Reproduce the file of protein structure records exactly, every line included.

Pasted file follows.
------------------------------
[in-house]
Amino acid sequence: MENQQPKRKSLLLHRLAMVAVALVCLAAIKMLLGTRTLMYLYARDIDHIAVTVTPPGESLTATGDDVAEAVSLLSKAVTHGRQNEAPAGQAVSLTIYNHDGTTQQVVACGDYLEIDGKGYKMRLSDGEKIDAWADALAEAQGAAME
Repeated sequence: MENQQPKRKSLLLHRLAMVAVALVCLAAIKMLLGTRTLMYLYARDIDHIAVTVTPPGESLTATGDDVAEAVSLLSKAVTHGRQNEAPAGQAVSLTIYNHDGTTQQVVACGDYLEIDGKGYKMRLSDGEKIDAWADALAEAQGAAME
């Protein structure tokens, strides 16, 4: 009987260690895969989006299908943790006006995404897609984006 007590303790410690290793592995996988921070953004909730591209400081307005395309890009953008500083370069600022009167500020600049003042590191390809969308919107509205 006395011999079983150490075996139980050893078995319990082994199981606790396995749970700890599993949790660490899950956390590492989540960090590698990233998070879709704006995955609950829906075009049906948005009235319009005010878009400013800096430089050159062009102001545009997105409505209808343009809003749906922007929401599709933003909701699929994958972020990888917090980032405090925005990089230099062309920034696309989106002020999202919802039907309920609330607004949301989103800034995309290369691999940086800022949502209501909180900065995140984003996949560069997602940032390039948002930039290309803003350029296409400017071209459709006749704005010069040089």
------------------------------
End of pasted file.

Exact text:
[in-house]
Amino acid sequence: MENQQPKRKSLLLHRLAMVAVALVCLAAIKMLLGTRTLMYLYARDIDHIAVTVTPPGESLTATGDDVAEAVSLLSKAVTHGRQNEAPAGQAVSLTIYNHDGTTQQVVACGDYLEIDGKGYKMRLSDGEKIDAWADALAEAQGAAME
Repeated sequence: MENQQPKRKSLLLHRLAMVAVALVCLAAIKMLLGTRTLMYLYARDIDHIAVTVTPPGESLTATGDDVAEAVSLLSKAVTHGRQNEAPAGQAVSLTIYNHDGTTQQVVACGDYLEIDGKGYKMRLSDGEKIDAWADALAEAQGAAME
């Protein structure tokens, strides 16, 4: 009987260690895969989006299908943790006006995404897609984006 007590303790410690290793592995996988921070953004909730591209400081307005395309890009953008500083370069600022009167500020600049003042590191390809969308919107509205 006395011999079983150490075996139980050893078995319990082994199981606790396995749970700890599993949790660490899950956390590492989540960090590698990233998070879709704006995955609950829906075009049906948005009235319009005010878009400013800096430089050159062009102001545009997105409505209808343009809003749906922007929401599709933003909701699929994958972020990888917090980032405090925005990089230099062309920034696309989106002020999202919802039907309920609330607004949301989103800034995309290369691999940086800022949502209501909180900065995140984003996949560069997602940032390039948002930039290309803003350029296409400017071209459709006749704005010069040089």